About Sheila Bender

Sheila Bender has worked with people who write personal essays, poetry, nonfiction books, stories, writer’s journals, and application essays since 1980, helping them acknowledge a place for writing in their lives. Learn about her instructional books, memoir and poetry at About Sheila.

Author Experiences with Book Titles

Have you had a difficult time finding a title for your work? Needed help from others or resented help from others when you thought your title was just right? Here are 12 stories by 12 writers about how titling worked for them. I think you’ll enjoy the read and realize that there are two kinds … Continue reading

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More on How to Write the How-to Essay (and Why)

I’ve been teaching the how-to essay again and reading models. I love how the how-to format offers the personal essayist a structure that inspires poignancy, honesty, and humor. Here is an excerpt from my book Writing and Sharing Personal Essays. And for after you’ve read about this style essay and the sample essay in the … Continue reading

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Endings: From Seeds Planted in the Openings

We have to leave a story, of any length, both satisfied and wishing the story stays with us—having fallen in love with the protagonists or having been at least drawn close to their situations, we want to carry the characters inside of ourselves, as if they are friends we know we won’t see again, people … Continue reading

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To Follow the Right God Home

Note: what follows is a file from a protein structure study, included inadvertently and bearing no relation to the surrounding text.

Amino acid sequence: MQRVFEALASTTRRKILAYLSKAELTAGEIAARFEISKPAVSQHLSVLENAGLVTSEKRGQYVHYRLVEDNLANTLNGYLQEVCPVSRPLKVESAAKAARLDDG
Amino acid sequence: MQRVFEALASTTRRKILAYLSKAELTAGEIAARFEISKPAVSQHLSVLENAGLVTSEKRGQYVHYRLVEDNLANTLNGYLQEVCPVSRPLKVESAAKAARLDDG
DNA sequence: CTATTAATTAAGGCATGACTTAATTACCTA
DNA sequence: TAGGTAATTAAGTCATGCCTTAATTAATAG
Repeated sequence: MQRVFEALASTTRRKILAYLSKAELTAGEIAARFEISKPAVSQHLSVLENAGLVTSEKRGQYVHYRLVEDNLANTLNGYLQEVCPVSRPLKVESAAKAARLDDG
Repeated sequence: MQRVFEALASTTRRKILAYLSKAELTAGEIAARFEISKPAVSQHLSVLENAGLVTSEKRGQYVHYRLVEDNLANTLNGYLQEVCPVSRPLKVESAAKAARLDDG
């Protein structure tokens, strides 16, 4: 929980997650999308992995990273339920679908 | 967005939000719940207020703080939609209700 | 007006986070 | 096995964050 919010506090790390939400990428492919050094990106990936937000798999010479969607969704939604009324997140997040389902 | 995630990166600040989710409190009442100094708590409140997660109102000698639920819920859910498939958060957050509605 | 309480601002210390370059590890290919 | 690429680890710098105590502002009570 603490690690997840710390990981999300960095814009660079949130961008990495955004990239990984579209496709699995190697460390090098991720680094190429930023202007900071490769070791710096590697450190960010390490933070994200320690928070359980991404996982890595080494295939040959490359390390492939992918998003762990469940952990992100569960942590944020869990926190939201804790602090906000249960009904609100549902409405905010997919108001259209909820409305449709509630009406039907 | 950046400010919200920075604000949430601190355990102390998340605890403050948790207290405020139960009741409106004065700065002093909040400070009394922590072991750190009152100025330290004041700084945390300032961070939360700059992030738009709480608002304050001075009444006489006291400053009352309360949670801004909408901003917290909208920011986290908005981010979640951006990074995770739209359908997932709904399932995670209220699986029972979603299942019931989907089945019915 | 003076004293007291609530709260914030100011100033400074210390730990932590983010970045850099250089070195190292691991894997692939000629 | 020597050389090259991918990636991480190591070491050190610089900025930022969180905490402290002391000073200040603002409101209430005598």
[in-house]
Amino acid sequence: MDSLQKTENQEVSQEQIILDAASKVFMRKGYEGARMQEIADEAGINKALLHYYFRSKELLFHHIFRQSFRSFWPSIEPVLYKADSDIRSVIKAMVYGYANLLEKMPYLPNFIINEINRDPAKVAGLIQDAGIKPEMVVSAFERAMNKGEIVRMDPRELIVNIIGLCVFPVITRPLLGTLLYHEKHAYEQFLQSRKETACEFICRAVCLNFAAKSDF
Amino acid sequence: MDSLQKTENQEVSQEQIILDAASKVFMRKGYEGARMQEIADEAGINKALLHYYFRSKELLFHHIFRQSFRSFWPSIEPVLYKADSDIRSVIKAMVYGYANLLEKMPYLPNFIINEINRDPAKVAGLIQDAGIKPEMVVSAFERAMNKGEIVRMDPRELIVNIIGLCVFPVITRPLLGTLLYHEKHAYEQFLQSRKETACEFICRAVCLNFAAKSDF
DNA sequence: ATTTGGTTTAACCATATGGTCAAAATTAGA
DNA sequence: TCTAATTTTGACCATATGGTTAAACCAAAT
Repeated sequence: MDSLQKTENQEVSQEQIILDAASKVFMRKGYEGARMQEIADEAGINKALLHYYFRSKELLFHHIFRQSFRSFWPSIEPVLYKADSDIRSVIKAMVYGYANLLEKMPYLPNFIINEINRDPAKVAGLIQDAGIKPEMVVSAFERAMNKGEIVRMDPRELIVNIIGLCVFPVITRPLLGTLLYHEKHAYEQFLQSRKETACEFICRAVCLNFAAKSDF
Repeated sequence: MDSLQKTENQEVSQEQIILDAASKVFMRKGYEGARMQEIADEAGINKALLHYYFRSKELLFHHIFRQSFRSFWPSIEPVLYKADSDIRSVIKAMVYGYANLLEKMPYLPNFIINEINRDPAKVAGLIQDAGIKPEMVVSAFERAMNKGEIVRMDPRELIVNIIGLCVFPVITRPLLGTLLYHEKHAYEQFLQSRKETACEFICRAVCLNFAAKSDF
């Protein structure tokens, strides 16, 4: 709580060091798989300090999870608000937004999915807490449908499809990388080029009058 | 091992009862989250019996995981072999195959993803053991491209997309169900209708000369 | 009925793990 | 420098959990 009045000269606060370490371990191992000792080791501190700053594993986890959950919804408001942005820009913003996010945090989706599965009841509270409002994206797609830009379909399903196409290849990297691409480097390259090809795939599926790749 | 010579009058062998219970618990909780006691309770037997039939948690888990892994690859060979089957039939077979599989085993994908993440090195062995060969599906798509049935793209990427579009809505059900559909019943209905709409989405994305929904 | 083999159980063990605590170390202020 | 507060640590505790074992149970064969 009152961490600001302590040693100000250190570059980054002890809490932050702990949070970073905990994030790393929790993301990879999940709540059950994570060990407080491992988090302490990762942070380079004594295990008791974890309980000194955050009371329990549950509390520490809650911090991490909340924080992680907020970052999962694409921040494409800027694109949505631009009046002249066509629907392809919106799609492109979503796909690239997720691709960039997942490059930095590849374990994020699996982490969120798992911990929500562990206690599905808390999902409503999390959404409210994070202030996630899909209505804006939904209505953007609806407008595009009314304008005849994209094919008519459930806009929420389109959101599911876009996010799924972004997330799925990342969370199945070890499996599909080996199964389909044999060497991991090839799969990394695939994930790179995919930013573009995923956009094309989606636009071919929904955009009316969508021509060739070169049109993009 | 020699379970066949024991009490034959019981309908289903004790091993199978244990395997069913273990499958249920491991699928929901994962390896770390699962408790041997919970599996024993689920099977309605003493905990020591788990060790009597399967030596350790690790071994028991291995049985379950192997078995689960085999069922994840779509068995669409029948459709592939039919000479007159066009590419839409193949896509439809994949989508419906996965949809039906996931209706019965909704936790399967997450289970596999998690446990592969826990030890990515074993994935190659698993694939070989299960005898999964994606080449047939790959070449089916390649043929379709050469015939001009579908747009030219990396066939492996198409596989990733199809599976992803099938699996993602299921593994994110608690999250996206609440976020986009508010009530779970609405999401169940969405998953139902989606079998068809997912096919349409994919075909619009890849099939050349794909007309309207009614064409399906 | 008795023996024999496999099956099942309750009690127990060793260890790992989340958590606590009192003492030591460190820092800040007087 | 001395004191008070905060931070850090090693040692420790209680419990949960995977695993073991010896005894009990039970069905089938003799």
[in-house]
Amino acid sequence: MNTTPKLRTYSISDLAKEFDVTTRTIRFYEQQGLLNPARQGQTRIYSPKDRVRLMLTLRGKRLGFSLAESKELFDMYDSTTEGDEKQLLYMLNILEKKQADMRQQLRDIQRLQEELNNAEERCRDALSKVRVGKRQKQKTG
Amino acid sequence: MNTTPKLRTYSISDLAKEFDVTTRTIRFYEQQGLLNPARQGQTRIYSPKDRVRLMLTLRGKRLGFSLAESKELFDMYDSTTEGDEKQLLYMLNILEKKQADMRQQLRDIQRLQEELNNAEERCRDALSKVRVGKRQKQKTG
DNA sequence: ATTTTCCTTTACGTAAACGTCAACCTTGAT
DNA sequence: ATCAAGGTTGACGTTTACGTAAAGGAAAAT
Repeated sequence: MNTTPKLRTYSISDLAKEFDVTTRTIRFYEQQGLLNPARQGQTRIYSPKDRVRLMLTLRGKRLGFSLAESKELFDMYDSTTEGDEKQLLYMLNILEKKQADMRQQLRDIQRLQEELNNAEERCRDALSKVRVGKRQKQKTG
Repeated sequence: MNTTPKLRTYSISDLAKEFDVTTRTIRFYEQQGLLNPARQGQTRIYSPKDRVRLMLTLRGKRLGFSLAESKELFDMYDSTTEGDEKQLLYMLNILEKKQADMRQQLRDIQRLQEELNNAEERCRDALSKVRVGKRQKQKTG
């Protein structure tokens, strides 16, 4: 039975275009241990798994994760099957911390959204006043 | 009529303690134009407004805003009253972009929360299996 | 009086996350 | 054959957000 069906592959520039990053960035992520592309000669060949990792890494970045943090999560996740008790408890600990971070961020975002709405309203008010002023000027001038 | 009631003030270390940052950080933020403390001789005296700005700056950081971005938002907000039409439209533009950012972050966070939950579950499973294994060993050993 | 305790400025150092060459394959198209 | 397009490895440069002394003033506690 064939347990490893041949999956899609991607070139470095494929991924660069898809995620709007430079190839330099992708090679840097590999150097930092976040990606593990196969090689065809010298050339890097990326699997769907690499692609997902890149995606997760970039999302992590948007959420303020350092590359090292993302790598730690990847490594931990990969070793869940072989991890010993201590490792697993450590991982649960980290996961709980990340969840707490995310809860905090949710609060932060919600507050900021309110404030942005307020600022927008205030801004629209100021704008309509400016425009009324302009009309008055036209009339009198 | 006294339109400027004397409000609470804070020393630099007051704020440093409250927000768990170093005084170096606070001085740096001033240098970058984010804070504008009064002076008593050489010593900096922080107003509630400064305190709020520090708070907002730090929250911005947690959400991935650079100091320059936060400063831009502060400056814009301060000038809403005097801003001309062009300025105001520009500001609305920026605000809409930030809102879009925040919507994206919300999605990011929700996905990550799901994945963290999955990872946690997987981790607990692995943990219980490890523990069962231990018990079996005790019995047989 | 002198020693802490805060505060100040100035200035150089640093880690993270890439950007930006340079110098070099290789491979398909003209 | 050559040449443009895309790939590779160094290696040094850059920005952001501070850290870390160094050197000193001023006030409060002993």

I wrote this essay a year after my widowed mom moved from the home she had shared with my dad after his retirement. It was a new time in our lives, my mom widowed, my husband and I stepping up to help her during a time of health problems caused by ignoring her needs while … Continue reading

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‘Tis the Season for Lists

[Note: I originally posted the following article in December, 2007. It’s holiday preparation time again and lists keep us sane. They can also keep us writing! Try the exercise I am suggesting based on writing lists poems. Try it more than once during this season of shopping lists, invitation lists and gift lists.] You might … Continue reading

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Wash and Shine the Fruit of Your Labor

I believe that we write in three stages–we act as playful inventors on the page, move on to the task of shaping our experience, and finally edit what we have written. Although these stages sometimes overlap a bit, on the whole, they are best thought of as separate. Just as we must never short circuit … Continue reading

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Get Real Response to Your Writing from Anyone